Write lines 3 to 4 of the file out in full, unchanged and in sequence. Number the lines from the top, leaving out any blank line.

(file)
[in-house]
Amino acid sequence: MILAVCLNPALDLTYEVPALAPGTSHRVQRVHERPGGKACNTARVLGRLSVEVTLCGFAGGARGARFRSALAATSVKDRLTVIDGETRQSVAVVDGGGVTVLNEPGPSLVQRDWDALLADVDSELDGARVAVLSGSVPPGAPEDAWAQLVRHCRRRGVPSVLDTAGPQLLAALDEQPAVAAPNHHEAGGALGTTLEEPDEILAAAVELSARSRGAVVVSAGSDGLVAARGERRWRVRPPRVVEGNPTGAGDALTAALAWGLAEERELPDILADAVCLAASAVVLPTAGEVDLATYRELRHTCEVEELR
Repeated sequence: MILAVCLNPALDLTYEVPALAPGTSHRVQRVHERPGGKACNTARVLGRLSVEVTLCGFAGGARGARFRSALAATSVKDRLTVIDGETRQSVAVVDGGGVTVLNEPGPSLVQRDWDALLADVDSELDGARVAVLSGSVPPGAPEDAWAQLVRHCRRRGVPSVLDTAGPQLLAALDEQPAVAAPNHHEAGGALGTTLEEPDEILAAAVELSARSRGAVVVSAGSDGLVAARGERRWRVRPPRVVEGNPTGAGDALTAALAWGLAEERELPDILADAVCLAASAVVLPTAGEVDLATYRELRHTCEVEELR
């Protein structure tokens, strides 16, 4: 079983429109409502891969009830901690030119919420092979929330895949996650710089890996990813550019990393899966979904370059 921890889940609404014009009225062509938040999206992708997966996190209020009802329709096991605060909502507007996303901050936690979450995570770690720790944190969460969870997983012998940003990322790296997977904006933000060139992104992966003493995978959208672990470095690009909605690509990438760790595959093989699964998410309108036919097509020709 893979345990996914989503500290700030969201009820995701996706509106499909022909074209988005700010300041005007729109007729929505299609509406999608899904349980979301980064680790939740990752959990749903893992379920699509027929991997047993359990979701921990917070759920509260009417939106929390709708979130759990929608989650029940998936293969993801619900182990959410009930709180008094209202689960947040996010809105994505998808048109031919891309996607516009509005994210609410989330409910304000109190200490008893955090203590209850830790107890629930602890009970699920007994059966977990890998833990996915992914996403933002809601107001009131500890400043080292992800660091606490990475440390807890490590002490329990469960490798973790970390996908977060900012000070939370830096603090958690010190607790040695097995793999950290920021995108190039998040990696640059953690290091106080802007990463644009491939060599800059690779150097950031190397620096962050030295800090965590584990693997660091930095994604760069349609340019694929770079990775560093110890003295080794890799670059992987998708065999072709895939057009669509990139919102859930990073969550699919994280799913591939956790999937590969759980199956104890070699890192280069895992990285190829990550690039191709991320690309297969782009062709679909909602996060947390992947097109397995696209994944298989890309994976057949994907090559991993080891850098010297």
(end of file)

Repeated sequence: MILAVCLNPALDLTYEVPALAPGTSHRVQRVHERPGGKACNTARVLGRLSVEVTLCGFAGGARGARFRSALAATSVKDRLTVIDGETRQSVAVVDGGGVTVLNEPGPSLVQRDWDALLADVDSELDGARVAVLSGSVPPGAPEDAWAQLVRHCRRRGVPSVLDTAGPQLLAALDEQPAVAAPNHHEAGGALGTTLEEPDEILAAAVELSARSRGAVVVSAGSDGLVAARGERRWRVRPPRVVEGNPTGAGDALTAALAWGLAEERELPDILADAVCLAASAVVLPTAGEVDLATYRELRHTCEVEELR
């Protein structure tokens, strides 16, 4: 079983429109409502891969009830901690030119919420092979929330895949996650710089890996990813550019990393899966979904370059 921890889940609404014009009225062509938040999206992708997966996190209020009802329709096991605060909502507007996303901050936690979450995570770690720790944190969460969870997983012998940003990322790296997977904006933000060139992104992966003493995978959208672990470095690009909605690509990438760790595959093989699964998410309108036919097509020709 893979345990996914989503500290700030969201009820995701996706509106499909022909074209988005700010300041005007729109007729929505299609509406999608899904349980979301980064680790939740990752959990749903893992379920699509027929991997047993359990979701921990917070759920509260009417939106929390709708979130759990929608989650029940998936293969993801619900182990959410009930709180008094209202689960947040996010809105994505998808048109031919891309996607516009509005994210609410989330409910304000109190200490008893955090203590209850830790107890629930602890009970699920007994059966977990890998833990996915992914996403933002809601107001009131500890400043080292992800660091606490990475440390807890490590002490329990469960490798973790970390996908977060900012000070939370830096603090958690010190607790040695097995793999950290920021995108190039998040990696640059953690290091106080802007990463644009491939060599800059690779150097950031190397620096962050030295800090965590584990693997660091930095994604760069349609340019694929770079990775560093110890003295080794890799670059992987998708065999072709895939057009669509990139919102859930990073969550699919994280799913591939956790999937590969759980199956104890070699890192280069895992990285190829990550690039191709991320690309297969782009062709679909909602996060947390992947097109397995696209994944298989890309994976057949994907090559991993080891850098010297």